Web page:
Most forward-looking business people are avid advocates of the principle espoused by noted author, Jim Collins, that “good is the enemy of great.” But how many recognize that great is the enemy of better? Of course, it’s great to be great, but if you get seduced into being content with greatness, you won’t stay there for long. Markets change … technologies change … companies change … people change … everything changes – and if you’re not getting better, you’re falling behind. There’s no in between.
Better not get tempted by the “icing.”
Few astute leaders would argue otherwise, but the way they typically operate demonstrates a shallow appreciation for what it takes to get employees fully engaged in getting better all the time as a persistent way of life.
They declare they want employee input and empowerment … they brag about an open door policy … they set up culture clubs and suggestion committees … they create a bunch of recognition programs … they hold quarterly town hall meeting … and on and on and on. When you add it all up, though, they’re just stacking one program and activity on top of another, and they delude themselves into believing that constitutes a substantive approach to getting employees actively engaged in making things better.
Here’s the quandary. They’re not entirely off base. Most of that stuff can help to some extent, creating an illusion that the organization is on the right path. That illusion makes it all the more difficult to heighten awareness and raise expectations for what a true continuous improvement mindset and methodology can produce when it’s imbedded at its systemic best. In the end all those programs and activities are little more than the proverbial icing on the cake. Unless organizations get real and focus on the “cake” of day-to-day systems and processes, improvement efforts ultimately wind up anemic, episodic and unsustainable.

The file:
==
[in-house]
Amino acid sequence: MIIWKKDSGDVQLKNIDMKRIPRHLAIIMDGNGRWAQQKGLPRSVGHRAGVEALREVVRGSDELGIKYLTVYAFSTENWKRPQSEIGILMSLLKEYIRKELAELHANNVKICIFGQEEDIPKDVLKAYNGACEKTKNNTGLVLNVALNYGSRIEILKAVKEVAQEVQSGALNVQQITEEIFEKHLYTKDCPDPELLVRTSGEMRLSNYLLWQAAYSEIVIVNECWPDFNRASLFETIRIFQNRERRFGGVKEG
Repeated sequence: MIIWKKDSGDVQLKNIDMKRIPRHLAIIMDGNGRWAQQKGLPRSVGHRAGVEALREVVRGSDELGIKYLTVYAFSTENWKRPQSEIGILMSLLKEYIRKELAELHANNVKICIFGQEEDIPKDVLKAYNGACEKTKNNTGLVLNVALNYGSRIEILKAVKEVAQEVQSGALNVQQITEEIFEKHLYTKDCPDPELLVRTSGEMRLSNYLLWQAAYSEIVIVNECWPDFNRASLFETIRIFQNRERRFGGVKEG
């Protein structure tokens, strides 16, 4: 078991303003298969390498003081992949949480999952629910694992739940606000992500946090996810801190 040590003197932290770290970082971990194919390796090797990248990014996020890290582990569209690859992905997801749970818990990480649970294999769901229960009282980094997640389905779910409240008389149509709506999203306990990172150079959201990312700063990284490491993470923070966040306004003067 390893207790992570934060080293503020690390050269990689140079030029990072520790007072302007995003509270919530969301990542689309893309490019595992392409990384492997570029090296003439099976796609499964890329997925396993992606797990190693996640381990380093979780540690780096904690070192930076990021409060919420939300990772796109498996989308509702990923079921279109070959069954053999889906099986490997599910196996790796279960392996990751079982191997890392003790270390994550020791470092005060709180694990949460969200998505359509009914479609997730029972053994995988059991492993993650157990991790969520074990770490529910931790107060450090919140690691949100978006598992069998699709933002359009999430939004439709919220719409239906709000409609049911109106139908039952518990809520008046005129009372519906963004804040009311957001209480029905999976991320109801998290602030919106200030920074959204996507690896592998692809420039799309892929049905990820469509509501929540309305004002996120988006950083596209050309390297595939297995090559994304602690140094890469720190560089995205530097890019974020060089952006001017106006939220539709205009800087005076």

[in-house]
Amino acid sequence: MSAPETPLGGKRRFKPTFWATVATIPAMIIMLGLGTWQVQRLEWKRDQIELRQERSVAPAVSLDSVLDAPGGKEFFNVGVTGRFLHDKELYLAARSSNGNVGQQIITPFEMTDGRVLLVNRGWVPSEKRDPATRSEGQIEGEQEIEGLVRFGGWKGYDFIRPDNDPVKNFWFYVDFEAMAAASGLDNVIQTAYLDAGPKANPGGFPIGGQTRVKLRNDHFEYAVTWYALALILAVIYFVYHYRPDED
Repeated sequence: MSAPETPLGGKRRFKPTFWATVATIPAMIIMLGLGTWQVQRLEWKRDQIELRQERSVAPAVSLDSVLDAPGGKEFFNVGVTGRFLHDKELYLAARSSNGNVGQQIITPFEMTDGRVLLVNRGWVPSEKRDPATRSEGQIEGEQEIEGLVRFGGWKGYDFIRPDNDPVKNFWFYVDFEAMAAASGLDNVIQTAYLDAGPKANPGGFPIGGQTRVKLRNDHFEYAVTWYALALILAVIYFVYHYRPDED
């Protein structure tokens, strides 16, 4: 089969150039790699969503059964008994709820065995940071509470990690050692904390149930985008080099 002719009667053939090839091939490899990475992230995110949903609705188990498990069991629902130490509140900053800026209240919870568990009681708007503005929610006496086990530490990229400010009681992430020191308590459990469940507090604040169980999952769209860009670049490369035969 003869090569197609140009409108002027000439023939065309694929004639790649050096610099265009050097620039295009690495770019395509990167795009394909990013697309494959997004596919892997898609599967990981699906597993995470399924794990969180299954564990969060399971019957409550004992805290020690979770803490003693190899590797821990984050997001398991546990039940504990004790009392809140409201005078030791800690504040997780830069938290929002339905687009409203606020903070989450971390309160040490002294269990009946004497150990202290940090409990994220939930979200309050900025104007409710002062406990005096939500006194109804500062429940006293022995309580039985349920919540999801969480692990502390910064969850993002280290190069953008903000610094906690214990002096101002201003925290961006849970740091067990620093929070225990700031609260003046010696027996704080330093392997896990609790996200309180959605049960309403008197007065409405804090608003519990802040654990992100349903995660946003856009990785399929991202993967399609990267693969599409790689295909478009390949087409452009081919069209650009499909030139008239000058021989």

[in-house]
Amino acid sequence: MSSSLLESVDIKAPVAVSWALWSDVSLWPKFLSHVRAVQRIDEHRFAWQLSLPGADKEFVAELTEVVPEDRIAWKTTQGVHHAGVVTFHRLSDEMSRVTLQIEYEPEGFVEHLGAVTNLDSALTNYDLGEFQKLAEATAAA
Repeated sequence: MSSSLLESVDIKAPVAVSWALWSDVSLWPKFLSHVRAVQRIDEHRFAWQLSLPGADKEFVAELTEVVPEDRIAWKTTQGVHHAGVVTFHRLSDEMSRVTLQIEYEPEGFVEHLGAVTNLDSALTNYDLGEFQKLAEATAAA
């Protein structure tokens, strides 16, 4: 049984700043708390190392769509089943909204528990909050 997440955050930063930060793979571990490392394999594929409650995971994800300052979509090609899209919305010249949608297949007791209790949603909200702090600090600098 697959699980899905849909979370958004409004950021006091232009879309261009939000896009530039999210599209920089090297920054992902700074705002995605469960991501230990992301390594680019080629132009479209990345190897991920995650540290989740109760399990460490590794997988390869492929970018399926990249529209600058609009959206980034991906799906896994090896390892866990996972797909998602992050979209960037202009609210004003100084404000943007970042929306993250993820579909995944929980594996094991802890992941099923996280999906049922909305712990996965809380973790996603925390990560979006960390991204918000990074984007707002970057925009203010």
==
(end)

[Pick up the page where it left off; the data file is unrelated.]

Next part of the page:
Better make it a habit.
Getting past that trap takes a systematic routine that generates a sustainable output of improvements from every corner of the organization on a constant basis – in other words, a “continuous improvement habit.” That’s mainly due to the dual essence of human nature. The animal part of us wants things to be predictable, stable and unchanging — what all living creatures crave to feel safe and secure. The human part of us wants to exercise our unique gifts of imagination and free will to push the boundaries, explore possibilities and color outside the lines of the natural world. In order to optimize people’s improvement potential, organizations need to appeal to both aspects of that nature. In a nutshell, employees need a habit to replace the habit of doing things over and over again the same way.
Then, make the habit better.
But there’s a subtle yet significant catch in that recipe. Even the continuous improvement habit or process itself needs to be scrutinized constantly so the organization is always “getting better at getting better.” That’s the captivating subtitle of a book by Doug Lemov called Practice Perfect. His premise is simple yet compelling.
“We love competition, the big win, the ticking seconds of the clock as the game comes down to the wire. We watch games and cheer, but if we really wanted to see greatness we’d spend our time watching, obsessing on, and maybe even cheering the practice sessions instead. Practice Perfect … shows that anyone, in any field, can come to appreciate that practice, not games, makes champions.”
Here’s one critical twist on Lemov’s contention. The notion that “practice makes perfect” is a fallacy. Truth is, practice makes permanent. It only makes perfect if you’re practicing the right things. If you’re practicing to make the perfect buggy whip when the rest of the world is shifting toward automotive transportation, you can practice with perfection every minute of the day and wind up obsolete. Likewise, if you’re practicing how to make the best automobile in the wrong way, you’ll wind up losing the game.
It all comes down to a clear and compelling conclusion. Organizations always need to be “getting better at getting better,” or they’ll eventually get caught in the alluring and misleading trap of seeing greatness as the pinnacle of success.
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